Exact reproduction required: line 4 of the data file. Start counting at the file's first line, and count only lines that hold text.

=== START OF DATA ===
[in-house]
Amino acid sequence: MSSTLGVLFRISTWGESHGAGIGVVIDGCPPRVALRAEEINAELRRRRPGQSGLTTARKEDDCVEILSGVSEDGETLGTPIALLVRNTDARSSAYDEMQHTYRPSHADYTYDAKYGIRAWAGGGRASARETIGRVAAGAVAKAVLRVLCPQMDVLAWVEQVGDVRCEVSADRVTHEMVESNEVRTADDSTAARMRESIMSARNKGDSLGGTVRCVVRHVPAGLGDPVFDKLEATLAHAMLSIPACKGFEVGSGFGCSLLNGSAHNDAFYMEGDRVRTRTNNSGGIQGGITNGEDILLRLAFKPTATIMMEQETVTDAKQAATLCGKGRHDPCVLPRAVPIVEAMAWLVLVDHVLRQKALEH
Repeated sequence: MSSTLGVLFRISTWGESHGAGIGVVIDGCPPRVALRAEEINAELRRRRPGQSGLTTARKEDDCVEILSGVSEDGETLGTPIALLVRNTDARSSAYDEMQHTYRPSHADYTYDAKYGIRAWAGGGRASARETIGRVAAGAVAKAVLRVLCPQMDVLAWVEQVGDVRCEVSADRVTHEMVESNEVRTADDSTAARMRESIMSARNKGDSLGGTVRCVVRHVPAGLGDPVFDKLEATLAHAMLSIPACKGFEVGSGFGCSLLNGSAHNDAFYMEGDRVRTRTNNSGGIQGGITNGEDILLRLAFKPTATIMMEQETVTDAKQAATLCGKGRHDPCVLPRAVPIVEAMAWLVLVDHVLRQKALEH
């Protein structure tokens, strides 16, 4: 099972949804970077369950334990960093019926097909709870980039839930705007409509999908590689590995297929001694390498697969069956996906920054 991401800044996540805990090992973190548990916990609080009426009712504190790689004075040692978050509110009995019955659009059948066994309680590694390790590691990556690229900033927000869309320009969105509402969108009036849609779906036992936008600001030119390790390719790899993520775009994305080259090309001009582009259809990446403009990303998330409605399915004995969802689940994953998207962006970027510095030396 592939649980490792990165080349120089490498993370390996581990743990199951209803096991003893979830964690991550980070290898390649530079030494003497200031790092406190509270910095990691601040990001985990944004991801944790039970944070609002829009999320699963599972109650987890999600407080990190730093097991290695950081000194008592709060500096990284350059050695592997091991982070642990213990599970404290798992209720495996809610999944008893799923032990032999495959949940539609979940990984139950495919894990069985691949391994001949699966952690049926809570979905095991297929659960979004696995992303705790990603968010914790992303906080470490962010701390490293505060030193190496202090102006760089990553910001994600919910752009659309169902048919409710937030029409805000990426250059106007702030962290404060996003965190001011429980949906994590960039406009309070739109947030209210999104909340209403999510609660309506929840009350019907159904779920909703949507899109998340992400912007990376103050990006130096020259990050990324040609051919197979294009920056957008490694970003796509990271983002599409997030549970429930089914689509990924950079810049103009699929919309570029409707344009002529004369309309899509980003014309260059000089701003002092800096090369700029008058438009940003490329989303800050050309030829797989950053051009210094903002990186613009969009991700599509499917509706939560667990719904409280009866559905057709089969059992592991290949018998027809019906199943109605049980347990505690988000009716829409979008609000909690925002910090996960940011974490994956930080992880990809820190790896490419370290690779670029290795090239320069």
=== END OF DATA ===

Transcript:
């Protein structure tokens, strides 16, 4: 099972949804970077369950334990960093019926097909709870980039839930705007409509999908590689590995297929001694390498697969069956996906920054 991401800044996540805990090992973190548990916990609080009426009712504190790689004075040692978050509110009995019955659009059948066994309680590694390790590691990556690229900033927000869309320009969105509402969108009036849609779906036992936008600001030119390790390719790899993520775009994305080259090309001009582009259809990446403009990303998330409605399915004995969802689940994953998207962006970027510095030396 592939649980490792990165080349120089490498993370390996581990743990199951209803096991003893979830964690991550980070290898390649530079030494003497200031790092406190509270910095990691601040990001985990944004991801944790039970944070609002829009999320699963599972109650987890999600407080990190730093097991290695950081000194008592709060500096990284350059050695592997091991982070642990213990599970404290798992209720495996809610999944008893799923032990032999495959949940539609979940990984139950495919894990069985691949391994001949699966952690049926809570979905095991297929659960979004696995992303705790990603968010914790992303906080470490962010701390490293505060030193190496202090102006760089990553910001994600919910752009659309169902048919409710937030029409805000990426250059106007702030962290404060996003965190001011429980949906994590960039406009309070739109947030209210999104909340209403999510609660309506929840009350019907159904779920909703949507899109998340992400912007990376103050990006130096020259990050990324040609051919197979294009920056957008490694970003796509990271983002599409997030549970429930089914689509990924950079810049103009699929919309570029409707344009002529004369309309899509980003014309260059000089701003002092800096090369700029008058438009940003490329989303800050050309030829797989950053051009210094903002990186613009969009991700599509499917509706939560667990719904409280009866559905057709089969059992592991290949018998027809019906199943109605049980347990505690988000009716829409979008609000909690925002910090996960940011974490994956930080992880990809820190790896490419370290690779670029290795090239320069």